Princess of Mars :John Carter, Warlord of Mars, Book 1 (John Carter, Warlord of Mars)
Author: Edgar Rice Burroughs
Publisher: I Books (March 1, 2005)
I forget how or when I first heard of John Carter, but I became more curious about him after he featured in extreme passing in the second League of Extraordinary Gentlemenseries. When I stumbled across this book in the old Wbooks store, I figured I’dgrab it because it’s something of a classic, and, well, it was cheap. Five bucks cheap. With an employee discount, it’s pretty hard to beat.
The basic plot is pretty straightforward – John Carter,
This is total pulp sci-fi at it’s finest. Science takes a backseat to plot and action, the hero is…well, HEROIC, and the bad guys are BAD.(And of course, lust after the women, because they’re BAD). It’s good, cheesy fun. It’s not deep. If you want a LeGuin-like story about the inner workings of a society, or an Asimovian-exploration of esoteric scientific principles, you will not like this book. If you want Flash Gordon-like action, complete with ray-guns, hover-bikes, arena duels, and so on, then you’ll probably enjoy this.
Also, if you are offended by a very 1916-view of the world,this book may not be for you. If you want female characters with equal screen-time and presence…you won’t get much of it. Sola, one of the female Tharks, manages to do some interesting thing, but Dejah Thoris is pretty much a McGuffin in skimpy clothing.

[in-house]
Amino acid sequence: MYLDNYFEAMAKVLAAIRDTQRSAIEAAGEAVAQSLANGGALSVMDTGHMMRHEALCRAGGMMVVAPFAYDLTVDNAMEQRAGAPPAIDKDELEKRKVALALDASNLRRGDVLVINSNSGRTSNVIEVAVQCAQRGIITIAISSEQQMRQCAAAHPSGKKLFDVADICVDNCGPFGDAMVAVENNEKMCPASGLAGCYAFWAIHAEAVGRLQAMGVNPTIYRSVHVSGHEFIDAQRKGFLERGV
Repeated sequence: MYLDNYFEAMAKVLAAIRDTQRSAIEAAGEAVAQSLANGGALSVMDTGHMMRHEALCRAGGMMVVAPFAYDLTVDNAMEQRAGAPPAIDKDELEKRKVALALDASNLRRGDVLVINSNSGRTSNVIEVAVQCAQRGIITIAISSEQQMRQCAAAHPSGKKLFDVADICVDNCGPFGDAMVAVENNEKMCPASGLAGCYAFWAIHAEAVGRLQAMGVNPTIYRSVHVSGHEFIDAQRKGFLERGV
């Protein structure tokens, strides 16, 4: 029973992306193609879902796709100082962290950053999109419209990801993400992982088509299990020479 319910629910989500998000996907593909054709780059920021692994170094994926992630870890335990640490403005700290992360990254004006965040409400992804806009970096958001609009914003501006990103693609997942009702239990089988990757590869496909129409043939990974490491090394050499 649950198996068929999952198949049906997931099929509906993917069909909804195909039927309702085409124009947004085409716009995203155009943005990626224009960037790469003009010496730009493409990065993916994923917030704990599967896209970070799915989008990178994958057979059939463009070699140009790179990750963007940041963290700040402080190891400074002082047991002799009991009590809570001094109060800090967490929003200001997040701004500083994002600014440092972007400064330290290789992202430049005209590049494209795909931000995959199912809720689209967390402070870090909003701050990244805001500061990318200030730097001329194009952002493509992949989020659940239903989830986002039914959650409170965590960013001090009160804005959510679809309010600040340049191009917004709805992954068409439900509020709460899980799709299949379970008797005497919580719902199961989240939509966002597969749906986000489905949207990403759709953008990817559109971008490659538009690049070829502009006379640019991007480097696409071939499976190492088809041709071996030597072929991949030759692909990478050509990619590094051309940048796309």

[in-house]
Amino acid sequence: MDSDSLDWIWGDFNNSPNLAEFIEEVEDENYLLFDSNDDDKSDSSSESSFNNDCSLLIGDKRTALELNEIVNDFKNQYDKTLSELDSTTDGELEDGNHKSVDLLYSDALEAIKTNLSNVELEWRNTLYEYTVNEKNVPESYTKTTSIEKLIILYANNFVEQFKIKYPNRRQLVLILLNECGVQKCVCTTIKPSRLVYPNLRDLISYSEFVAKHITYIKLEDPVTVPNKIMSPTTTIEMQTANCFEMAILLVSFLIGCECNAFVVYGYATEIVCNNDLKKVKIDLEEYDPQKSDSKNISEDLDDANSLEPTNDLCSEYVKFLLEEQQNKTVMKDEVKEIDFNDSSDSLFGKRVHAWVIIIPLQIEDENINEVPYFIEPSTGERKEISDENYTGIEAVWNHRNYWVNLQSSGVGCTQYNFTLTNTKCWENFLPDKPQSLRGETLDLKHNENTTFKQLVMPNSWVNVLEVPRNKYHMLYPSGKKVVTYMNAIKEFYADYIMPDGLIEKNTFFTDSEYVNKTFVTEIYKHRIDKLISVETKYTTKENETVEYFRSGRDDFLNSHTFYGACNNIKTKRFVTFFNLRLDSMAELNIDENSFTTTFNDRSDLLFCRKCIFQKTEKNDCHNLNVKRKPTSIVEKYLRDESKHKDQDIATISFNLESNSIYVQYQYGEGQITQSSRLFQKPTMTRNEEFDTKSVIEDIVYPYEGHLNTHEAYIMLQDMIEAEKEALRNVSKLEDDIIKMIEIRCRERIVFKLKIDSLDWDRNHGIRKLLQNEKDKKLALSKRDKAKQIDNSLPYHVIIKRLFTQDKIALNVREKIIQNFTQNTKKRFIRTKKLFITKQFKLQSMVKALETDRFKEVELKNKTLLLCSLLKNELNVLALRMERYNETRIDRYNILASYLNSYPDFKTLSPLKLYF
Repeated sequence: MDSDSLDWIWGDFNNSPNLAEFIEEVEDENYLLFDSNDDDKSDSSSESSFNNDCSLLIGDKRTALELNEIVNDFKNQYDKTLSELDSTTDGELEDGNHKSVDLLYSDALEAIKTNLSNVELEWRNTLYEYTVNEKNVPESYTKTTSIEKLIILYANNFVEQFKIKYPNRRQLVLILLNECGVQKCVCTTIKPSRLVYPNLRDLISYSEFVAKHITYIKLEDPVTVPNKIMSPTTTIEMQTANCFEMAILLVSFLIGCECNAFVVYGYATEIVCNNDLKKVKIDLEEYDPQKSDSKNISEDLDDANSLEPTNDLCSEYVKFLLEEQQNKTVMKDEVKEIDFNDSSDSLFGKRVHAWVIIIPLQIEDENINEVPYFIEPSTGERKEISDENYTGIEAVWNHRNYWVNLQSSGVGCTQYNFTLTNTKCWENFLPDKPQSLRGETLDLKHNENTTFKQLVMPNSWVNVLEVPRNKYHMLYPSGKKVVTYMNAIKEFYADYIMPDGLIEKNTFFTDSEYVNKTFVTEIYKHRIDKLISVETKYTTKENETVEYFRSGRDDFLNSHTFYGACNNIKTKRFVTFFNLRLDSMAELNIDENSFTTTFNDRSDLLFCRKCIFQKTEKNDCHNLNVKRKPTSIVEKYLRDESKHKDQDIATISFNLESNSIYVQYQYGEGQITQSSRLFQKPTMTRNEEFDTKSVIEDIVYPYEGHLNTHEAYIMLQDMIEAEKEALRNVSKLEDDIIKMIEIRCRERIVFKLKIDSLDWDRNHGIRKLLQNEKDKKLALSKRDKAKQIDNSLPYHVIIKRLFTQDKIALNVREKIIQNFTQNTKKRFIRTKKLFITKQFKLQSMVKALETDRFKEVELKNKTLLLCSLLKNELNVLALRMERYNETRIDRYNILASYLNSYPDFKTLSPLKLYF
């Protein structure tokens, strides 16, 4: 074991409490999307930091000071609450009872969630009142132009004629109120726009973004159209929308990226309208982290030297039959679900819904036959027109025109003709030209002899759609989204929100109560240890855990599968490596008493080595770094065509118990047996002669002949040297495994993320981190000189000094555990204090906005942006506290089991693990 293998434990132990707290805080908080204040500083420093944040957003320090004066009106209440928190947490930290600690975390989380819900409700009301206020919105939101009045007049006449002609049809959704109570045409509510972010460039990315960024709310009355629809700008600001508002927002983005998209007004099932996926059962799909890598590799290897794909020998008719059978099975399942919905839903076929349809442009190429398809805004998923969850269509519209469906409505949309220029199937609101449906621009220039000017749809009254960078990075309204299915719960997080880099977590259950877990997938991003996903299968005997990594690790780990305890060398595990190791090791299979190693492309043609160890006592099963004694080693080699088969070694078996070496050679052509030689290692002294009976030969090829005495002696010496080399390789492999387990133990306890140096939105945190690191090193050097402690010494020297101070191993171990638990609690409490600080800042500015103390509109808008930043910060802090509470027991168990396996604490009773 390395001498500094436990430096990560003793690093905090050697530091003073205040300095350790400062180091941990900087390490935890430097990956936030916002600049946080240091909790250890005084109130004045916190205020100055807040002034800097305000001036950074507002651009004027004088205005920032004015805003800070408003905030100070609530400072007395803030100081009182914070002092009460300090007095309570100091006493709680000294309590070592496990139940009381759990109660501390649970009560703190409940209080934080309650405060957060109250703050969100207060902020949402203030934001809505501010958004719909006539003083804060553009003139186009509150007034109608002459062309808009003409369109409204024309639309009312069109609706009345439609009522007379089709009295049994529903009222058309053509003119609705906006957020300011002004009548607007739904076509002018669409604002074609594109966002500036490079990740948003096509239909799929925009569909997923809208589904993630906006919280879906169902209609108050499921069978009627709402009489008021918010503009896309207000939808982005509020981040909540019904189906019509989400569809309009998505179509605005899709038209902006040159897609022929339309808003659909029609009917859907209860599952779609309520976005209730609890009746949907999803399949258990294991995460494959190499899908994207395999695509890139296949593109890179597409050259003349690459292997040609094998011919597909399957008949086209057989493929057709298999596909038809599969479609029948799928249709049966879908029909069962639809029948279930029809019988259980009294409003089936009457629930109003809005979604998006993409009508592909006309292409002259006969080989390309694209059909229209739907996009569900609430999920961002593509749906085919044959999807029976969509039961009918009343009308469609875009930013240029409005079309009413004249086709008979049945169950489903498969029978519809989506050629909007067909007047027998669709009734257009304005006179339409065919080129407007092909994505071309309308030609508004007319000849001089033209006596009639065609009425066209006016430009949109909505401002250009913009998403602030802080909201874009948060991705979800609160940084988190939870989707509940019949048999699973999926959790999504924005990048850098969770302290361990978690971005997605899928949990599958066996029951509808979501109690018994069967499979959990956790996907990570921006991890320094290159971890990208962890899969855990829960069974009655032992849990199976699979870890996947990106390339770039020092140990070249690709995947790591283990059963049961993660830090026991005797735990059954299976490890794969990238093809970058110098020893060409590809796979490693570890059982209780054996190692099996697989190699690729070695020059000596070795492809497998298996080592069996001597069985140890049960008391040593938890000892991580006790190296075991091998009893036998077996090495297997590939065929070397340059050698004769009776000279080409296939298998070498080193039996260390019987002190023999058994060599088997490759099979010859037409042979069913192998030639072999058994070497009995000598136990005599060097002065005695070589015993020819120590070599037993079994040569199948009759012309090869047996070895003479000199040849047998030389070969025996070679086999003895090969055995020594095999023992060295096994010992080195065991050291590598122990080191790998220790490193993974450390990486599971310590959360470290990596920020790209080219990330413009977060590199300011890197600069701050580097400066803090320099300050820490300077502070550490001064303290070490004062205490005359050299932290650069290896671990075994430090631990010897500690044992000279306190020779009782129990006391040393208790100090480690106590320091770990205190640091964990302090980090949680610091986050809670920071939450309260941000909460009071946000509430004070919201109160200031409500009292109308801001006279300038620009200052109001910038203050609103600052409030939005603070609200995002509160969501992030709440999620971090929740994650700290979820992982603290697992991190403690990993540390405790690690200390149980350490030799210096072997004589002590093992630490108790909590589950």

One total oddity: Carter (who narrates most of the book),mentions in the first chapter that he’s immortal. Well, ageless, anyway. This is never mentioned again, nor does it seem to have any particular bearing on the story. He’s just some guy who is so old, he can’t remember how old he is.It’s a pretty neat concept (I like the idea of a guy so old he can’t remember how old he is), but Burroughs ignores it after the first page of Chapter One.Which makes it both confusing, and feel totally unnecessary.
In the end, this is kind of a fun, pulpy book. Nothing deep or taxing…a dedicated reader could probably burn through it in an afternoon. But it’s a classic, and clearly had a big influence on the sci-fi genre as a whole(Star Wars certainly cribs some stuff from it). I’ll probably pick up the rest of the series at some point (or at least more of it).